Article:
Note: this is the first in a planned series on the topic of “Progressive Buddhism.” That term is admittedly vague, despite a blog being devoted to the topic since 2007 and a facebook group since 2015 (both administered by yours truly at present). I hope in the coming months to develop a set of principles and ideals to guide thinking around and discussion of Progressive Buddhism, and to point out “heroes,” or people who embody some of those principles and ideals in their life and work. Sometimes these will be in depth, sometimes brief vignettes.
The quotes below are from a 2013 interview with Tricycle Magazine. What comes out in particular is Selassie’s commitment to Inclusion and Diversity outreach. As she says:
One of the things that’s become really important to us at New York Insight is that we are New York Insight. Being in this diverse city but not having that diversity reflected would be incongruous with everything we’re trying to do. And just to say that our doors are open and our hearts are open is not enough. We have to figure out ways to make those barriers lower, if not nonexistent. So in that sense the work that I’ve done in the past is connected to my work here.
We’re lucky to have our guiding teacher, Gina Sharpe, and the People of Color Retreats that she leads. The People of Color group is our largest sitting group that meets continuously. Walking into a room of 60 people of color meditating together once a month is very powerful—it’s like an energetic magnet.
This is an important feature of Progressive Buddhism, recognizing limitations in what can be provided to others and seeking to go beyond them. While not giving up on important aspects such as lineage, doctrinal authority, issues of translation, historical contexts and individual development, a Progressive Buddhism will be one that recognizes us and our context and seeks ever more cogent ways of being affective here and now and into the future. New York Insight thus won’t be the same as Des Moines Insight in Iowa or Dallas Insight (though commonalities may well bridge geographical divides better than one would expect, especially in the internet age). Returning to the interview, when asked about challenges, Selassie responds:
Another challenge—and I really believe this is a diversity issue, too—is providing for families. We work with people until they have kids and then after their kids are gone. But in between it’s sort of “You’re on your own.” Sometimes I think that in our tradition there’s this idea that you’re a dedicated student only if you spend all your free time practicing formally. Parents don’t have that luxury—a lot of people don’t have that luxury, especially people who are in partnership with people who aren’t practitioners. So that’s a challenge: as the dharma evolves here, what is it going to look like in day-to-day life for people?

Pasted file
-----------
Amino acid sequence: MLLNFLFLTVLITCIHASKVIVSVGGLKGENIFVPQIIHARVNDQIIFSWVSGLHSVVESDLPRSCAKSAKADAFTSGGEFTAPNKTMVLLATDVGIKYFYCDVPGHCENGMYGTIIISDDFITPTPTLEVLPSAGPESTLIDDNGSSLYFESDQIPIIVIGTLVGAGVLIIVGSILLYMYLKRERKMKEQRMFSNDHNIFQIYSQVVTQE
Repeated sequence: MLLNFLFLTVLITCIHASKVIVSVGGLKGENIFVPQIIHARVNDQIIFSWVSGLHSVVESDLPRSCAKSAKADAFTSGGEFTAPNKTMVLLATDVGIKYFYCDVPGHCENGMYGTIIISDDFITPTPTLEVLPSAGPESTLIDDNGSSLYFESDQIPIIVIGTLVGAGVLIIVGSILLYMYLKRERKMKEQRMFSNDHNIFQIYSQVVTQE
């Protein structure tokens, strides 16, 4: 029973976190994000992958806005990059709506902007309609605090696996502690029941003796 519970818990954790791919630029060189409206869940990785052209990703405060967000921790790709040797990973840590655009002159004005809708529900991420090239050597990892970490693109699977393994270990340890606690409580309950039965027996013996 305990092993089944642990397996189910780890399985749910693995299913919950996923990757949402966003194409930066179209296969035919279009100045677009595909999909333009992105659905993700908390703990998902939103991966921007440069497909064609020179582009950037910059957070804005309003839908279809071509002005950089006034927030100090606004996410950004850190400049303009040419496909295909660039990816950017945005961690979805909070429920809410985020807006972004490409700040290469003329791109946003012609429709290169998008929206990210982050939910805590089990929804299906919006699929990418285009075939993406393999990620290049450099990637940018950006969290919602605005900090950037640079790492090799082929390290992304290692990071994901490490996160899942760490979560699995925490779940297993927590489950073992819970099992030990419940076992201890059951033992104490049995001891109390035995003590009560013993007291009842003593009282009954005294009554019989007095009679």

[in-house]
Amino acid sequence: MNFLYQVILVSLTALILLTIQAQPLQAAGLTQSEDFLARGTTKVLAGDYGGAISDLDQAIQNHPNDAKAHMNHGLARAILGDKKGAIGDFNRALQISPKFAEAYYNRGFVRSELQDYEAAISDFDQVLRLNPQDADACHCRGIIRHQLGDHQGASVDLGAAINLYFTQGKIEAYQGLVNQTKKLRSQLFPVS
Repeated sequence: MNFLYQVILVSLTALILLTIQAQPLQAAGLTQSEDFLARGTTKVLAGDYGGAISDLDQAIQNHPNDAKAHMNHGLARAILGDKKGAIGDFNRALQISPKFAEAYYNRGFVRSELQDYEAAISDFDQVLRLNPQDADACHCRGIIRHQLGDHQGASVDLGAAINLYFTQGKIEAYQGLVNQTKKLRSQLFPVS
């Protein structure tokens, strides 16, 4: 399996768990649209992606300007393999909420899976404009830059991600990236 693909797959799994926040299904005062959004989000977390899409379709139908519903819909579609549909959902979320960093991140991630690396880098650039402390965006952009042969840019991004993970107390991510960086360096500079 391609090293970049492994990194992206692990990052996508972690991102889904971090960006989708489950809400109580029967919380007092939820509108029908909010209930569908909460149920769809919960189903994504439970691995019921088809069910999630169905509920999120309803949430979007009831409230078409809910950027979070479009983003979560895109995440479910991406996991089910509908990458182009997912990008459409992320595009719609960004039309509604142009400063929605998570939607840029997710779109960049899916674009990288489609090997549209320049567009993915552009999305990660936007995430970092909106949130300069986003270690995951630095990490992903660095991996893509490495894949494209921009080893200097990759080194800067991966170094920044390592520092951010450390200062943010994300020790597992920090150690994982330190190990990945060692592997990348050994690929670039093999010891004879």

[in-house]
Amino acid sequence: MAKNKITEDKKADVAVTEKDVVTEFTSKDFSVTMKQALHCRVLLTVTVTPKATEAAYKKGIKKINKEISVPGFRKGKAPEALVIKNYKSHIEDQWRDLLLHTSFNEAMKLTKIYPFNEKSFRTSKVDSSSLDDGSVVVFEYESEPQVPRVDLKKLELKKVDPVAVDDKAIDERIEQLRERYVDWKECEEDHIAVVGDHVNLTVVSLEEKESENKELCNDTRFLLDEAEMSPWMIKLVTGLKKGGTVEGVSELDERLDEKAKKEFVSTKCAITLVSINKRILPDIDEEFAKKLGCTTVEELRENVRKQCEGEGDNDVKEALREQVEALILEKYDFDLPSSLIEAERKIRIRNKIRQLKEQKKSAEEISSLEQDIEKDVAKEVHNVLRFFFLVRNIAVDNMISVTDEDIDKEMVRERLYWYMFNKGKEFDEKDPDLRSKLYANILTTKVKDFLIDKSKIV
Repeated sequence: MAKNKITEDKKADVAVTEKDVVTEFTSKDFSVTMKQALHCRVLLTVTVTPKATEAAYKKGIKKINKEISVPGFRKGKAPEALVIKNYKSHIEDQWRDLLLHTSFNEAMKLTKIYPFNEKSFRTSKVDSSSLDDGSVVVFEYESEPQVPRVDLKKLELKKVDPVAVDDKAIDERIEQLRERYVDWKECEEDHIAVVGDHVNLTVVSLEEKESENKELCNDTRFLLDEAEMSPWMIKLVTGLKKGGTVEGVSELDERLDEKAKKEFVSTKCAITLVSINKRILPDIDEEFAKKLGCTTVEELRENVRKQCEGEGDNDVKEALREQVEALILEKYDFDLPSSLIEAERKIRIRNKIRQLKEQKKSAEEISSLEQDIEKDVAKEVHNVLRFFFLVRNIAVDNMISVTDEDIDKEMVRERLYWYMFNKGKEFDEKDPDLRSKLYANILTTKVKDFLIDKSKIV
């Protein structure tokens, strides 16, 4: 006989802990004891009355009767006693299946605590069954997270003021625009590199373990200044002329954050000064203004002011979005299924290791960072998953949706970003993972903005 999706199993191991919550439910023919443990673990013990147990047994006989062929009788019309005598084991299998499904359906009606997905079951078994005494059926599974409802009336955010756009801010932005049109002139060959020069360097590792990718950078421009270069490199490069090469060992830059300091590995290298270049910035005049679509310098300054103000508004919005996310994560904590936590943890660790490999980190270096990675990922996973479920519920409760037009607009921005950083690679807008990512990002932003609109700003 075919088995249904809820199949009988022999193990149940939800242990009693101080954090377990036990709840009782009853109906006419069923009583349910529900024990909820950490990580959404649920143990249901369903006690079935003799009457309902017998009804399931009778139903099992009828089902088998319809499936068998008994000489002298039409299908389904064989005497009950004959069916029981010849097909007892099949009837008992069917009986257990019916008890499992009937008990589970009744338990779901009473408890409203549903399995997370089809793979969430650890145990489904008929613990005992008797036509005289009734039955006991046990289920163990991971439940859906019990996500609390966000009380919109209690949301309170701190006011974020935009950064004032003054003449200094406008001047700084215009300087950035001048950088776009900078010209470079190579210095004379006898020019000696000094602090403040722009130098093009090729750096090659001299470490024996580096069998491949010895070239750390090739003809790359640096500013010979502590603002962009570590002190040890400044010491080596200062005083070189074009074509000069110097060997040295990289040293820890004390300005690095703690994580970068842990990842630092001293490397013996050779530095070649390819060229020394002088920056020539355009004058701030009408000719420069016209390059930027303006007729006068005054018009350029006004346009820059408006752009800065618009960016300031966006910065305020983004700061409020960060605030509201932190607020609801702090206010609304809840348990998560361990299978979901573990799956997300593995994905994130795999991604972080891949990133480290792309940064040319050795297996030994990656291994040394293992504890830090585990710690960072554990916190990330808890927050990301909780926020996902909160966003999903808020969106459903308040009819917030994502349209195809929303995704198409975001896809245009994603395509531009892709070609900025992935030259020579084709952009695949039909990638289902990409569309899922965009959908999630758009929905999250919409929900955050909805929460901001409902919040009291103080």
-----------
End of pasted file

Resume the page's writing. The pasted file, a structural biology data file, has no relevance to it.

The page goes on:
Similarly, breaking out of the go-go-go! Dharma model of leadership of and by those with the most formal practice (often at the expense of the rest of life), Progressive Buddhism should recognize the dharma of everyday life, the wisdom of relationship and family and community beyond the sangha walls.
Part of the life-work connection for me is that I want the dharma here at New York Insight to be more relevant—sometimes we get solipsistic and inwardly focused as a community. I would love for us to make more connections to the art world, to philosophy, to science.
There’s so much dharma in this city, and I’m nourished by it. Being in conversation with the rest of the world also sustains my practice. I think that there’s this idea that the dharma is like a special little flower that needs to be very carefully planted. But I think it’s much more rhizomatous. It’s completely graftable, and it can spread and take root in new places. I like to believe that the dharma can take care of itself. It’s so much more resilient and creative than we think.
Yes, yes, yes! While I’m sympathetic to the drumming of the message that “Buddhism is a religion,” I also see how the category “religion” is treated as very limited and limiting in contemporary American life. Buddhism is art, it is philosophy, and it is science. It is not those things in exactly the way they’re otherwise done in the West, but that is partly a limitation of that world, and Buddhists’ involvement can be of benefit both to the greater social and intellectual world and for themselves.
The image of a rhizome is intriguing. Imagery like this, and of course engagement with the world, can only really arise with a deep appreciation and understanding of (thus some grafting of individual and institutional experience with) the world beyond “Buddhism” as it is institutionally understood.
Read the full Tricycle interview here.
Read more about Sebene Selassie.